DSC_0028 DSC_0029



I managed to get some great meals from these veggies. Lighting is horrible in my kitchen, awful for food photography but some things I made…

Stuffed Acorn Squash

Quick White Bean Stew with Swiss Chard and Tomatoes


White Bean & Swiss Chard Stew

Garlic Edamame   A Healthy and Flavorful Snack //

Garlic Edamame

…and a bunch of other stuff.

September In-Season Produce

sept in season


It’s such an fantastic time of the year for inexpensive produce. If you have the freezer space and canning equipment, it’s worth gathering extra and preserving some of the awesome bounty that Nature doth’est hath provide. Or something like that. My Old English or whatever language the doths and haths comes from is quite rusty.


Kale Me Now.


I love kale. Not to be cool…I just really do. It’s super good for you AND it’s easy to grow.

Because it’s easy to grow, if you join a CSA or any sort of fresh food co-op, you are bound to end up with kale. If you buy kale locally, it should be fairly inexpensive. It’s a great frugal food that packs a huge amount of health benefits into a serving.

Why use Kale in green smoothies?  #cleaneating #healthyliving #yumtown #foodporn #veggies

When you buy kale, it should look like this:

Nice and green. Firm and crisp. Not wilty or yellow. Not slimy and dark green.

So, here’s the thing a lot of people don’t like about kale. That crispness the leaves have can be quite tough and bitter. There’s a couple of tricks to make it not so chewy and bitter.

1. Massage It – Yep, like a real massage. Strip the leafy bits from the center stems or use a sharp knife to slice around the stems. Instead of massage oil, sprinkle a teaspoon of salt into a bowl of your cut up kale and just pretend it’s someone you love, who had a long, hard day at work and needs your tender,loving fingers caressing the pain and stress away. Get in there and really rub and pinch and poke. When you’re massaging, you’ll notice juices being released and the kale becoming tender. That’s perfect. That’s what you want to happen. It doesn’t take long to get to this point…just a few minutes. From there, you can use it as is raw or in a recipe you’ll cook. And because I understand completely that some people learn best by seeing it done : Video of a woman desteming and massaging kale

2. Blanch It – Boil water. Put your kale in and cook for just a few minutes. Literally, 3 minutes. Strain it into a colander . Transfer to a boil with ice water and let sit for a couple of minuter. Then strain again. And for the see-it-done learners: visual

Now you’re ready to put that kale into a salad or some other recipe.

Like Kale Chips! I hear those can be expensive if you buy them. DIY Kale Chips will probably spare you a bunch of crappy additives and preservatives,too. Also: It’s totally fine to use regular salt instead of sea salt.
Kale Chips...mins the coconut oil and the cayene pepper.

My favorite way to cook kale as a side-dish is to saute it in olive oil ….and then I add chopped up bacon. Now, I said this one evening on a bus coming home packed with Cornellians and those who overheard me either gasped at the horror of such a thing or laughed because they thought I was using hipster wit (also known as irony). I was not joking. My dearest Faux-Hubby cooks it in a similar way but with garlic…lots of it. My son works in a natural grocery/deli and makes a kale salad that is deeee-licious….just a base of kale with sliced beets ,feta, and a nice vinaigrette.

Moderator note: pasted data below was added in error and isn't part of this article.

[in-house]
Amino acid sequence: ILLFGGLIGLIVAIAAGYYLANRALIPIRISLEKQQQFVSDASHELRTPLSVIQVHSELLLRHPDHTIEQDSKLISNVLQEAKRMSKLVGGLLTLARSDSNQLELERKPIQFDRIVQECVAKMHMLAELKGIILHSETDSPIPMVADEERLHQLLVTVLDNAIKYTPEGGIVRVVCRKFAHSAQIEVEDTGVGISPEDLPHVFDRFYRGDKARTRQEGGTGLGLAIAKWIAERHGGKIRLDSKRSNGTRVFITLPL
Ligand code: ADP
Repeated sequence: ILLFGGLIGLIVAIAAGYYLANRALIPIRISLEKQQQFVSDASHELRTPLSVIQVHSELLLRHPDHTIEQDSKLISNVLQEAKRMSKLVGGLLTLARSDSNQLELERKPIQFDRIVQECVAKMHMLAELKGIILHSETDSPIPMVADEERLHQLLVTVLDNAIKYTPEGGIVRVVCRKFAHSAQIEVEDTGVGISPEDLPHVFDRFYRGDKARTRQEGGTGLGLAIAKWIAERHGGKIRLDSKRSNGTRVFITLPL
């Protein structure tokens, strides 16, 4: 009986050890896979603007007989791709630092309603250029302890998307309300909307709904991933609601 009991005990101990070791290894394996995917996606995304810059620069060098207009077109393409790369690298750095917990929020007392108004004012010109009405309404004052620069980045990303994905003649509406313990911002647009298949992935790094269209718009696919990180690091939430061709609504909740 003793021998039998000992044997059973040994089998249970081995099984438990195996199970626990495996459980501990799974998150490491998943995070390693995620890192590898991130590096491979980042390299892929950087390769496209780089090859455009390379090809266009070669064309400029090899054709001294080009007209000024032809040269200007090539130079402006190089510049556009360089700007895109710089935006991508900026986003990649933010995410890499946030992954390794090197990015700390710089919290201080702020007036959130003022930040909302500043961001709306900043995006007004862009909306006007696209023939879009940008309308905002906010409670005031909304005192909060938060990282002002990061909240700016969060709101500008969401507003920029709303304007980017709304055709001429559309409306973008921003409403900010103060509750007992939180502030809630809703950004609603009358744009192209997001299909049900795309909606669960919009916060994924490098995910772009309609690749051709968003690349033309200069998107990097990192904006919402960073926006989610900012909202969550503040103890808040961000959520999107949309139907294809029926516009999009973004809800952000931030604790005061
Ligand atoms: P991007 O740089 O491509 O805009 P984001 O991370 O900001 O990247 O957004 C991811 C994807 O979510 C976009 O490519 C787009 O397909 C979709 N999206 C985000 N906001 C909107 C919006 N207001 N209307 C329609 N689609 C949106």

More kale ideas!
The Incredible Edible Green: 15 Kale recipes

9 Killer Kale Recipes

Kale Kids Love

Walnut Kale Pesto

Pineapple Kale Popsicles

11 Kale Salads

What to do with mystery produce


This happens especially in the summer time. People email me  or message me on Facebook pictures of their most recent take home from their food pantry or CSA share.

“I don’t even know what this is! How am I supposed to cook it? LOL”
The veg in question…bok choy.

I once ended up with a whole box of rescued bok choy. I knew the feeling.

My favorite though was a picture of kohlrabi with the question, “What do I do with this?! It looks like those mandrake things in Harry Potter!

Food pantry produce is obviously a blessing, especially since so many food banks have a limited resource of fresh produce or don’t even deal with produce at all. Quite a few pantries that I know of often can’t include produce because they have limited storage space and/or no refrigeration and also only have a distribution day once every 2 weeks.

The negative side of food pantry produce is that sometimes what’s being handed out is the grocery stores surplus of veggies that haven’t sold well that week …meaning…the unpopular, often confusing ones.

But it isn’t just the unpopular veg that throw some people off. My inbox is a  confessional at times.  People admit, embarrassed , that they’ve never eaten common things  like broccoli or carrots before .Or that they’ve certainly eaten potatoes in their life but never cooked them. No need to be embarrassed here. I grew up in a household where everything was cooked from a box or was served out of a can. I had to teach myself about real food. There’s no shame in admitting that you don’t know something and asking to be informed, whether the subject is kale or world history.

So, if you have food that comes your way, you can totally ask me.  If I don’t know the answer, I can find someone who does. Every Friday on this blog and the Facebook page, I’ll have a weekly Frugal Foodie Friday. If you have a certain produce items or basic cooking skill you need tips how to master, ask away and on Fridays, I’ll post the info.
There’s a few other great sites you can check out that might give you some ideas.
The Farmers’ Market Recipe Generator  is honestly quite limiting right now with the produce options input in to the generator but it’s still a good start.

On buzzfeed, there’s a list of 31 Things To DO With Confusing CSA Veggies and nourished kitchen has another great list of some general ideas for what to do with those veggies in your CSA box.